Misconception: A great collection consists of paintings and sculpture.
Reason 3 | Prints provide an accessible entry point to build a comprehensive collection.
Prints are usually smaller in physical size and typically less expensive than paintings or sculpture by the same artist. If a collector is seeking a specific movement, or notable name, for their collection, prints increase the range of possibilities. First-time buyers may look to prints as an attainable option for obtaining an original work. Like other media, value is determined by rarity, technique, complexity and composition.
Misconception: Lower numbers within an edition are better than higher ones.
Reason 4 | Prints are highly collectible whether it’s the first of the edition or the last.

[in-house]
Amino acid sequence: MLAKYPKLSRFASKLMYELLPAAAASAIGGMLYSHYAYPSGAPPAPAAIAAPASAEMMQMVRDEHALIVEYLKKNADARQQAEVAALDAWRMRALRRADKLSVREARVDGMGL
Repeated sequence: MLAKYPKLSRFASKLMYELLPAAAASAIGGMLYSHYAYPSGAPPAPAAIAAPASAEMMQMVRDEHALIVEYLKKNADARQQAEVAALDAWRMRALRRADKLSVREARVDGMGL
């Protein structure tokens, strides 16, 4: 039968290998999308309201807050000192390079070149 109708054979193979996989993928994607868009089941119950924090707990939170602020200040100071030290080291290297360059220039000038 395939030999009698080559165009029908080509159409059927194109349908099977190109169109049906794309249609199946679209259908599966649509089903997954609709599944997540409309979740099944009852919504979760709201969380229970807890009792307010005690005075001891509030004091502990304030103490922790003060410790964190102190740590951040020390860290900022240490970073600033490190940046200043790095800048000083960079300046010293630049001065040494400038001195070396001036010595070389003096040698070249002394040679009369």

While edition size affects value, the specific number within the series does not. Lower does not equal better. This outdated idea, stemming from historical printmaking techniques, might have been true in the past when soft metals such as copper caused diminished imagery during the printing process but in today’s Contemporary Prints market it is not a factor. Additionally some editions are not even numbered in the order they were made, further proof of the point.
Misconception: A print without a number or signature has no value.
Reason 5 | Prints make Blue Chip art attainable at a variety of price points.
Even at the age of 92 Alex Katz signs all of his prints that are published by Lococo Fine Art, other artists are not as diligent. Even without a signature, or a specific number from within the edition, prints can fetch high prices or offer collectors a chance to purchase from top names. Available now at Russell are a variety of unsigned, unnumbered Andy Warhol silkscreens that include both the publisher’s and printer’s stamps. A signed Warhol screenprint at auction would realize over 100K.
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